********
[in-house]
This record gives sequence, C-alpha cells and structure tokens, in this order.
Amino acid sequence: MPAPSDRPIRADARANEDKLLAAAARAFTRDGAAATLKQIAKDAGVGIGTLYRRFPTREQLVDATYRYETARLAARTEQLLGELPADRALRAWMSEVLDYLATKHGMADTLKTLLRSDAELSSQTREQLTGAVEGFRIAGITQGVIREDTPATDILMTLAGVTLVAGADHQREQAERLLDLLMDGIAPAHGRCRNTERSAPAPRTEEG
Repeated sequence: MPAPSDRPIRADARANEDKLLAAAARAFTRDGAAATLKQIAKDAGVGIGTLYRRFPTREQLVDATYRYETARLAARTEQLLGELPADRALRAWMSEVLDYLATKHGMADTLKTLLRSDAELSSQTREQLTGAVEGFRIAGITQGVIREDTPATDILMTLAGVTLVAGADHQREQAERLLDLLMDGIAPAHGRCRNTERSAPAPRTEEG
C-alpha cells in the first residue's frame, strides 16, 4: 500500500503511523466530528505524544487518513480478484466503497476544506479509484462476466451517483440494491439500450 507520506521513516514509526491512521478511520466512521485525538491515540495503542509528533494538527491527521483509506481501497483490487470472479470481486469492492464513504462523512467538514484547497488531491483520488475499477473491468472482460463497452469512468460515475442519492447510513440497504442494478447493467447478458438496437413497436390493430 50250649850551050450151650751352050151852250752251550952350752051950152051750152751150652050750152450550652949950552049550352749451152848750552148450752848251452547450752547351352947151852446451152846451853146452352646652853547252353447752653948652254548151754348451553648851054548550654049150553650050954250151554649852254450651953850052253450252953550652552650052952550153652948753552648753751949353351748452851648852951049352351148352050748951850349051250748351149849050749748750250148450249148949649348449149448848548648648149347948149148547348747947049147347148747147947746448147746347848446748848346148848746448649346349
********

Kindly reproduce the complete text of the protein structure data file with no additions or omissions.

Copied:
[in-house]
This record gives sequence, C-alpha cells and structure tokens, in this order.
Amino acid sequence: MPAPSDRPIRADARANEDKLLAAAARAFTRDGAAATLKQIAKDAGVGIGTLYRRFPTREQLVDATYRYETARLAARTEQLLGELPADRALRAWMSEVLDYLATKHGMADTLKTLLRSDAELSSQTREQLTGAVEGFRIAGITQGVIREDTPATDILMTLAGVTLVAGADHQREQAERLLDLLMDGIAPAHGRCRNTERSAPAPRTEEG
Repeated sequence: MPAPSDRPIRADARANEDKLLAAAARAFTRDGAAATLKQIAKDAGVGIGTLYRRFPTREQLVDATYRYETARLAARTEQLLGELPADRALRAWMSEVLDYLATKHGMADTLKTLLRSDAELSSQTREQLTGAVEGFRIAGITQGVIREDTPATDILMTLAGVTLVAGADHQREQAERLLDLLMDGIAPAHGRCRNTERSAPAPRTEEG
C-alpha cells in the first residue's frame, strides 16, 4: 500500500503511523466530528505524544487518513480478484466503497476544506479509484462476466451517483440494491439500450 507520506521513516514509526491512521478511520466512521485525538491515540495503542509528533494538527491527521483509506481501497483490487470472479470481486469492492464513504462523512467538514484547497488531491483520488475499477473491468472482460463497452469512468460515475442519492447510513440497504442494478447493467447478458438496437413497436390493430 50250649850551050450151650751352050151852250752251550952350752051950152051750152751150652050750152450550652949950552049550352749451152848750552148450752848251452547450752547351352947151852446451152846451853146452352646652853547252353447752653948652254548151754348451553648851054548550654049150553650050954250151554649852254450651953850052253450252953550652552650052952550153652948753552648753751949353351748452851648852951049352351148352050748951850349051250748351149849050749748750250148450249148949649348449149448848548648648149347948149148547348747947049147347148747147947746448147746347848446748848346148848746448649346349